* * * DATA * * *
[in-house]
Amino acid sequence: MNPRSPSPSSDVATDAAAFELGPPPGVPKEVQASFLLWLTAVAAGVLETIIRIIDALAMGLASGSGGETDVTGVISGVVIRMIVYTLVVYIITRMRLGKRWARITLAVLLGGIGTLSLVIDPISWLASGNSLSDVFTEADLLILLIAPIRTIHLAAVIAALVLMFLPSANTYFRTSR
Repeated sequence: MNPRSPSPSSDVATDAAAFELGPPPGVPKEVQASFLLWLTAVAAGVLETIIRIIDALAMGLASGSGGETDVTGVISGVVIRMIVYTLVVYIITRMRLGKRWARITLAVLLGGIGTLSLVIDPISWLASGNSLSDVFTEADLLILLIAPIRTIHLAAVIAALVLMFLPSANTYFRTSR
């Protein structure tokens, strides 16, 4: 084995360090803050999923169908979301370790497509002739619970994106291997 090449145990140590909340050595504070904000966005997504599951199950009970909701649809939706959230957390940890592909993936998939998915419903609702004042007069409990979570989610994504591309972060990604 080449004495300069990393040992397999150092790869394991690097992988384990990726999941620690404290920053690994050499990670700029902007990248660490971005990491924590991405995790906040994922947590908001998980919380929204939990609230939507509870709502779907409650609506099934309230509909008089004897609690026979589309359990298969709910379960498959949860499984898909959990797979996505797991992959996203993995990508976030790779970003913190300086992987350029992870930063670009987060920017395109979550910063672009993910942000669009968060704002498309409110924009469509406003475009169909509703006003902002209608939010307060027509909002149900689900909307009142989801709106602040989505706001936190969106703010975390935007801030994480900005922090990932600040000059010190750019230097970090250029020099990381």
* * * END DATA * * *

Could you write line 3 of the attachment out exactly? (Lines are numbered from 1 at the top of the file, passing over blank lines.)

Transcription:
Repeated sequence: MNPRSPSPSSDVATDAAAFELGPPPGVPKEVQASFLLWLTAVAAGVLETIIRIIDALAMGLASGSGGETDVTGVISGVVIRMIVYTLVVYIITRMRLGKRWARITLAVLLGGIGTLSLVIDPISWLASGNSLSDVFTEADLLILLIAPIRTIHLAAVIAALVLMFLPSANTYFRTSR